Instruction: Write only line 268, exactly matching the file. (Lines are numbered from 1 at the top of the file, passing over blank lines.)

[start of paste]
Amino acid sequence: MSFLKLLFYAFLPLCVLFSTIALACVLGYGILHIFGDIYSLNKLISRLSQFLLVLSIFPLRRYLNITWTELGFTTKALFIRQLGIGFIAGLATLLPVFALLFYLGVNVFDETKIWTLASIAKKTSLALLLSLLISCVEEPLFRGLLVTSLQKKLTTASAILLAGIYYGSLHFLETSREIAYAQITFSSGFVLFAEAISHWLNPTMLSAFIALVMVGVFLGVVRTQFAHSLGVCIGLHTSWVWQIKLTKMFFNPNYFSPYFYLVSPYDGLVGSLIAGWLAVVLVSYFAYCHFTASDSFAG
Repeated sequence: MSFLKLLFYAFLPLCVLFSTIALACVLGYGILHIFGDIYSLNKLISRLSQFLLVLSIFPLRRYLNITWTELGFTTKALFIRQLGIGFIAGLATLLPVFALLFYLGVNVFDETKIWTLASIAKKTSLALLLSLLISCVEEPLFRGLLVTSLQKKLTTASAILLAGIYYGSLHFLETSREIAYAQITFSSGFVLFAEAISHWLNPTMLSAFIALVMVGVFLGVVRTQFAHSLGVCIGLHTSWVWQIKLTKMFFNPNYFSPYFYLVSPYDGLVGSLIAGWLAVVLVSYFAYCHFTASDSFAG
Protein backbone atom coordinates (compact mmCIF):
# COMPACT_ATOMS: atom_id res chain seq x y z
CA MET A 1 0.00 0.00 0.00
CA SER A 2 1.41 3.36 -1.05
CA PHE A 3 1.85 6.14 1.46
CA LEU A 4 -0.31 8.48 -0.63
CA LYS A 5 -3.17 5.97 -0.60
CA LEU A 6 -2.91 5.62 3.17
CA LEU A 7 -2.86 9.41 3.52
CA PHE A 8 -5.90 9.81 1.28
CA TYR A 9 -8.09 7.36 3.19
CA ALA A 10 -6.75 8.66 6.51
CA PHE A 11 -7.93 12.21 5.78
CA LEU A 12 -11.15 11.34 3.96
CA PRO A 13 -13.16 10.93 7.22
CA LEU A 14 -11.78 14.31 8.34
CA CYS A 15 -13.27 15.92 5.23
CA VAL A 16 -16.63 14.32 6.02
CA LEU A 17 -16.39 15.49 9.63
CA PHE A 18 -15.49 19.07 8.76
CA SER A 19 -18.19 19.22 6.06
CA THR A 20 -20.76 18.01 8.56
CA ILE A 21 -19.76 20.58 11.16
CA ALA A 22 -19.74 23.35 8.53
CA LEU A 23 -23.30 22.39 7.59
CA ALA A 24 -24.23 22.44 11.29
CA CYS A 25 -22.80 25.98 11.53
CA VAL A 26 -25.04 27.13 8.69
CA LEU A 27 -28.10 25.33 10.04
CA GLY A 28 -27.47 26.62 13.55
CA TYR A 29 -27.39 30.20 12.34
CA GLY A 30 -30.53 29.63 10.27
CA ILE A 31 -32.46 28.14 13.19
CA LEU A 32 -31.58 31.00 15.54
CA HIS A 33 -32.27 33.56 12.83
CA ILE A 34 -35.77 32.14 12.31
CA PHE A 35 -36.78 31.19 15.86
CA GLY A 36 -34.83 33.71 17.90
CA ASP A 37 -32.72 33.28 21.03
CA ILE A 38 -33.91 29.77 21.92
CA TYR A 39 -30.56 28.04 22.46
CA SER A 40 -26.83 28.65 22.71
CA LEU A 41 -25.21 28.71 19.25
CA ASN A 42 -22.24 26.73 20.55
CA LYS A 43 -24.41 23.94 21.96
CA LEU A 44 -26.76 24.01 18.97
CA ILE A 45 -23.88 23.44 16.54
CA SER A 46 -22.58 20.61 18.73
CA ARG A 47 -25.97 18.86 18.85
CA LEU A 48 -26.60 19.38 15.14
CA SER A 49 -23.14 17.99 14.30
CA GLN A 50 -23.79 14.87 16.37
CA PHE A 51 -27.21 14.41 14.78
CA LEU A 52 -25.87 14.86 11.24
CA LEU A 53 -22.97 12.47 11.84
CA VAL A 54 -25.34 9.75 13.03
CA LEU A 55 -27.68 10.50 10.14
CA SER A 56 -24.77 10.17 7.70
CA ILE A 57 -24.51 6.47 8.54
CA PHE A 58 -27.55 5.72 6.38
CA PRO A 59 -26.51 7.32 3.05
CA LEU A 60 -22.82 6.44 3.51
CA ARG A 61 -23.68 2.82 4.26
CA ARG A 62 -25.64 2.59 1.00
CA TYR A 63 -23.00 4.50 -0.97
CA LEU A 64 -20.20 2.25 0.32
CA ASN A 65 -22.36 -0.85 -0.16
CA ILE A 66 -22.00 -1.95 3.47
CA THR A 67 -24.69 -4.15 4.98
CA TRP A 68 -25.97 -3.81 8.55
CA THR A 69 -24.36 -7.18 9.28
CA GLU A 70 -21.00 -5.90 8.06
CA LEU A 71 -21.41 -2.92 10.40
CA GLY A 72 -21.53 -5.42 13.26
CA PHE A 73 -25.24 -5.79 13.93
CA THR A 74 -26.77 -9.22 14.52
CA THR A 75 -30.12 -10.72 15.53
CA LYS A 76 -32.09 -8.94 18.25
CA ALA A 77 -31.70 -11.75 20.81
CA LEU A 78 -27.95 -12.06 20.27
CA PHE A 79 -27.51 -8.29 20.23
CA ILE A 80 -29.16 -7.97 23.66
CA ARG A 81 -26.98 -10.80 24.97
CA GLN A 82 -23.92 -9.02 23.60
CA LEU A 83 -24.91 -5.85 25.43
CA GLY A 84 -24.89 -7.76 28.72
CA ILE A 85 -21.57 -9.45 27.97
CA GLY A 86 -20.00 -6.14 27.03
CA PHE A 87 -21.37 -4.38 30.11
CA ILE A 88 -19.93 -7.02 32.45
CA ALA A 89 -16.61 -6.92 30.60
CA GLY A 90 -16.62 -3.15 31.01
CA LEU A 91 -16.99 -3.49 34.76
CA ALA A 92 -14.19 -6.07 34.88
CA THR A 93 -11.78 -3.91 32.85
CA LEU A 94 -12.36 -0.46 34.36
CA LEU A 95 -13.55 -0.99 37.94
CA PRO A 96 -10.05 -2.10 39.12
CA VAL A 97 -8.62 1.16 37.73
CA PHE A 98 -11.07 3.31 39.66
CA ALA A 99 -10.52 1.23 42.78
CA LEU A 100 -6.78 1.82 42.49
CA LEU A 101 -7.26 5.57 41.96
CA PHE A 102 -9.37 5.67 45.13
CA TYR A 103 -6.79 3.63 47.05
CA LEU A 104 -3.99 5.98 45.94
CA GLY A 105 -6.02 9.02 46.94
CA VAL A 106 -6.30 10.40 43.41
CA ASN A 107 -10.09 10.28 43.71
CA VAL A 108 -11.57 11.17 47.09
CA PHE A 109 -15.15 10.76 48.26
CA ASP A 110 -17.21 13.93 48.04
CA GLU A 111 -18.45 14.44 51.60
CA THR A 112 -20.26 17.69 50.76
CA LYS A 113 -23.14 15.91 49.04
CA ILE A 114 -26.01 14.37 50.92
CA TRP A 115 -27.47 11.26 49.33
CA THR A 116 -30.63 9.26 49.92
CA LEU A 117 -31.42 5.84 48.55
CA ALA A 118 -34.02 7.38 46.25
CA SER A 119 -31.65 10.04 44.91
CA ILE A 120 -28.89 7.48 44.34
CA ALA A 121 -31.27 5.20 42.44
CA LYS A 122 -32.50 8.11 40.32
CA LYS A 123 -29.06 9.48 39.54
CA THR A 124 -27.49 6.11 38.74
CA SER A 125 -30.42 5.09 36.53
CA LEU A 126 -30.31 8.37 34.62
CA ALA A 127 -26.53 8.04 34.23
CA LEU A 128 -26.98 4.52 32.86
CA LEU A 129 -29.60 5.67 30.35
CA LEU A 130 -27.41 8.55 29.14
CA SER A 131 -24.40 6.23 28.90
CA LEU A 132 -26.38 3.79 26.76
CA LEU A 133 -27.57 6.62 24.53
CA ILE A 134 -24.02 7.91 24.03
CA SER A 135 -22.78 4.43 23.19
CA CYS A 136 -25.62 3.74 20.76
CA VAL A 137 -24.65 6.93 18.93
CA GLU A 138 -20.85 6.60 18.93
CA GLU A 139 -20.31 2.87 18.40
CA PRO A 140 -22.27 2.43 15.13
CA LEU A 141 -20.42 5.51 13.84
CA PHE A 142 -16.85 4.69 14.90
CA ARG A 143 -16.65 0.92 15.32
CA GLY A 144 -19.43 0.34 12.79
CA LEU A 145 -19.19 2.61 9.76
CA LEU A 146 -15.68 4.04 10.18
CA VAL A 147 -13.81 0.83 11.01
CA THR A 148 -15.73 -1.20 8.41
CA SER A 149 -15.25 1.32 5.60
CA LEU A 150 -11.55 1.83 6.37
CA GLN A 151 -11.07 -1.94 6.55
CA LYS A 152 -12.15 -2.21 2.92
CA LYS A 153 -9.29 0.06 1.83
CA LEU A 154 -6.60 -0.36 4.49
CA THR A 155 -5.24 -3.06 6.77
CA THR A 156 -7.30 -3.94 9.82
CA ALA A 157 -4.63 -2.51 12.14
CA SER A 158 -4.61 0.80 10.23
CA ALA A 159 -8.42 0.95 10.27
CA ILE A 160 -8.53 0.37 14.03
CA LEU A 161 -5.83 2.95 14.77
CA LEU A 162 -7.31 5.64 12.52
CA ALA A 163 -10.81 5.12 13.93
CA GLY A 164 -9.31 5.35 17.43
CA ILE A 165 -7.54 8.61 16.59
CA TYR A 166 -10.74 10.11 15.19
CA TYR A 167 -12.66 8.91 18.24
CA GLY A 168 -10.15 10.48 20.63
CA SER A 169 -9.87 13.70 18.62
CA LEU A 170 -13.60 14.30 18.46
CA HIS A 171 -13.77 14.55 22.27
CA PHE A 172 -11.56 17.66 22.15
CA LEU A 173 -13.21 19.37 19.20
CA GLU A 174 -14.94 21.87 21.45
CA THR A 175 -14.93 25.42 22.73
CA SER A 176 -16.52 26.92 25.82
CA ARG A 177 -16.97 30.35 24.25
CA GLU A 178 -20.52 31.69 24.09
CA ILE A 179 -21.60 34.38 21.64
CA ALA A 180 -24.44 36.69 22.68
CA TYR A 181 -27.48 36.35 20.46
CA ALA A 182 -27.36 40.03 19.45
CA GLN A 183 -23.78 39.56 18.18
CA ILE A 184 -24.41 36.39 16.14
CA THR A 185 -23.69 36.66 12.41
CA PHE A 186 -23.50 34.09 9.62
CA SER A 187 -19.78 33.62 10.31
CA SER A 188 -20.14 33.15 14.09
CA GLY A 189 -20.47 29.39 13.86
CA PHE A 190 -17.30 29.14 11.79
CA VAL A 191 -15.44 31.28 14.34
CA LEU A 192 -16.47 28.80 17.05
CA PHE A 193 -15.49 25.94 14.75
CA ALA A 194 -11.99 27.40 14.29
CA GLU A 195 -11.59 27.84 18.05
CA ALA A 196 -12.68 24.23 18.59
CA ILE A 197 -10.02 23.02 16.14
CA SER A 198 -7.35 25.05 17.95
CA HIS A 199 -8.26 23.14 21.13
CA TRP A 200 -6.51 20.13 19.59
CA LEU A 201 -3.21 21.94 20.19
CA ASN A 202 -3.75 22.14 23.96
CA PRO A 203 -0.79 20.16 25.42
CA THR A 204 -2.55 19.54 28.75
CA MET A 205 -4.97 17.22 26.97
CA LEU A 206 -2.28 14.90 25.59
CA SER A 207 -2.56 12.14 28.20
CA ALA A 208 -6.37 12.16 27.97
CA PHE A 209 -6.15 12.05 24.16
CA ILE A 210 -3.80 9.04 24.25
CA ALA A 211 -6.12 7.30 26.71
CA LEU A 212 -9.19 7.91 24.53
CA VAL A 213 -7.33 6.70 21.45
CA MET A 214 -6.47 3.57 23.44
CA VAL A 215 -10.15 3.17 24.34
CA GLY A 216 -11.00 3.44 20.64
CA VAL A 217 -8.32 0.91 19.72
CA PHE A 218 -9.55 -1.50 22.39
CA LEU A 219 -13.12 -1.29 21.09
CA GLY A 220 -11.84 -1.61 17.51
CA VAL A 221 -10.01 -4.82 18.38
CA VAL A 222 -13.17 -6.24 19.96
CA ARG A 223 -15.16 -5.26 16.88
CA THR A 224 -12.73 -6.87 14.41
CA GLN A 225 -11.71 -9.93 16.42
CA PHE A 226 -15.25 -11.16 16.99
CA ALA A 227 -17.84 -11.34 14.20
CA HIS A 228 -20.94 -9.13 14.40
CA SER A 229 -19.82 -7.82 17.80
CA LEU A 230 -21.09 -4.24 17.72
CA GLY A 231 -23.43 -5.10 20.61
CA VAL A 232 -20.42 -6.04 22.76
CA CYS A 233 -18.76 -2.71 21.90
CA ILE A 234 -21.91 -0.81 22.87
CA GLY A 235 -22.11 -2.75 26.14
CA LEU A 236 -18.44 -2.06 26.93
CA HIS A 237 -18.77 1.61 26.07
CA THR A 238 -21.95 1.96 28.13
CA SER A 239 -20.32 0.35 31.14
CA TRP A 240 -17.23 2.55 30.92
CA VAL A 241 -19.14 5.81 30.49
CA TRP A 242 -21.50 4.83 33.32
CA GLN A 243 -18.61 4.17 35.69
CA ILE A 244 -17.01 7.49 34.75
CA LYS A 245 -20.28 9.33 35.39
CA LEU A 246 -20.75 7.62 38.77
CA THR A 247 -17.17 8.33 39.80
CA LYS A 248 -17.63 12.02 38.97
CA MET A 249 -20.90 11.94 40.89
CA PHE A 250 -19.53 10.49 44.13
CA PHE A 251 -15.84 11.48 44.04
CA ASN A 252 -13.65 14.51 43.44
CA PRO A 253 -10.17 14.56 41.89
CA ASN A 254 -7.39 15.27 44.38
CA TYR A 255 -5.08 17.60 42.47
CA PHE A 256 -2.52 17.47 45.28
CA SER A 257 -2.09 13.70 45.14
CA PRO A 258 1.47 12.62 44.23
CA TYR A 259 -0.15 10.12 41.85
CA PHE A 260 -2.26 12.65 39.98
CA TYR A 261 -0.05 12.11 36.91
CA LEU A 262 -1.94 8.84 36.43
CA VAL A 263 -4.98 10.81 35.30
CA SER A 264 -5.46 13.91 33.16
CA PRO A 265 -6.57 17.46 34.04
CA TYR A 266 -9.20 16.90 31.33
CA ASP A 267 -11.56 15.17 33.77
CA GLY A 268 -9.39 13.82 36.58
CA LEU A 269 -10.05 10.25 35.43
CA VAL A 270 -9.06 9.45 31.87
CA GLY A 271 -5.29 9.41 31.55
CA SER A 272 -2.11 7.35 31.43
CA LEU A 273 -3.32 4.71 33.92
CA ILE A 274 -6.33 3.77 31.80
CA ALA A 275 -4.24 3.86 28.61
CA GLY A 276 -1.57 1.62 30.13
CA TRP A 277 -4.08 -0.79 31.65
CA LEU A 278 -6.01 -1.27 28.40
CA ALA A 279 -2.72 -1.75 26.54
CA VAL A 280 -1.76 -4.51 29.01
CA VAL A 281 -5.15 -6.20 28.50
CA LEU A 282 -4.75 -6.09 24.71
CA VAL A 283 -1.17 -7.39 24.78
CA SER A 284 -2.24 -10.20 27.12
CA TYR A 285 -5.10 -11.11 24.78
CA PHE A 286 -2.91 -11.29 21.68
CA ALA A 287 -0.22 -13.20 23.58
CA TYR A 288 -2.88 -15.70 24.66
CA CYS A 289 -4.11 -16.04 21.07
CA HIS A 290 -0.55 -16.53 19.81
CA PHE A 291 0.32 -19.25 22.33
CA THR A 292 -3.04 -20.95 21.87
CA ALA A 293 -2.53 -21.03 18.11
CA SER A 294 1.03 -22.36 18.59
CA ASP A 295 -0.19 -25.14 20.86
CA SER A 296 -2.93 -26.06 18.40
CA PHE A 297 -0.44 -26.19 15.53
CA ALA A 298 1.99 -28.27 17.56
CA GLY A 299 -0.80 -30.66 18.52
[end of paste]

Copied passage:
CA SER A 264 -5.46 13.91 33.16